by Eric Randall | October 5, 2012 11:48 am
Jack Welch, former CEO of General Electric, Romney supporter, and one of our city’s wealthiest men, caused quite a stir this morning when he tweeted that the Bureau of Labor Statistics unemployment rate, which came in at a surprisingly low 7.8 percent, was doctored on behalf of the Obama re-election campaign:
Unbelievable jobs numbers..these Chicago guys will do anything..can’t debate so change numbers
— Jack Welch (@jack_welch) October 5, 2012
His accusation quickly went viral. It’s got over 2,000 retweets, and it even caused Secretary of Labor Hilda Solis to address the accusation directly. She called it “ludicrous” on CNBC. The Bureau of Labor Statistics puts together its jobs report each month under conditions of crazy secrecy, but even most Republican experts, including those who argue the numbers are an anomaly, didn’t second Welch’s theory that the BLS twisted the process in order to help the president. George W. Bush administration spokesman Tony Fratto tweeted:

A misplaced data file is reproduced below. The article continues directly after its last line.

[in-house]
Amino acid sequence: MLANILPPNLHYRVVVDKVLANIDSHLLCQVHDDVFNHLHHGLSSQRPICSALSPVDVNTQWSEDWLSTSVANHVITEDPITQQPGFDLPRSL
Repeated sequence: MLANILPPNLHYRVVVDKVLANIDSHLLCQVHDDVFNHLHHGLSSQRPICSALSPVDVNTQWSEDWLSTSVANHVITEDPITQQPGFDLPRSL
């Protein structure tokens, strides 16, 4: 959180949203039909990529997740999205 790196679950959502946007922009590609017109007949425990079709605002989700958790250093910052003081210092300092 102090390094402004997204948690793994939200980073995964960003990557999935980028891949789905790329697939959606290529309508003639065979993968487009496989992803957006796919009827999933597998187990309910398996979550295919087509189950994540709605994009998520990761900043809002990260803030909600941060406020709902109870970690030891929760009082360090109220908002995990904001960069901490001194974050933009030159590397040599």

BLS is not manipulating data.Evidence of such would be a scandal of enormous proportions & loss of credibility.
— Tony Fratto (@TonyFratto) October 5, 2012
Probably the most awkward thing about the accusation is that Welch’s company GE has had its own little number-cooking scandal, as pointed out by former George W. Bush speechwriter David Frum.
BTW Isn’t Jack Welch about the last person on earth who shd talk about organizations manipulating numbers to impress markets? — davidfrum (@davidfrum) October 5, 2012
Indeed, GE agreed to a $50 million fine in 2009 after the Securities and Exchange Commission charged that it had been toying with its accounting numbers for years to make it look as if the company’s performance had met or exceeded analysts’ expectations. Forbes‘s Dan Fisher wrote in 2009:
Like a professional baseball player revealed to have been dabbling in steroids, GE prolonged a nearly decade-long record of meeting or exceeding analyst expectations by resorting to tricks including “selling” locomotives to financial institutions in transactions that looked a lot like loans, and fiddling with the accounting for interest-rate hedges.
So maybe that’s why Welch suspects book-cooking where everyone else refuses to see it. He knows it wouldn’t be the first time a major institution has gotten a little tricky with their numbers.
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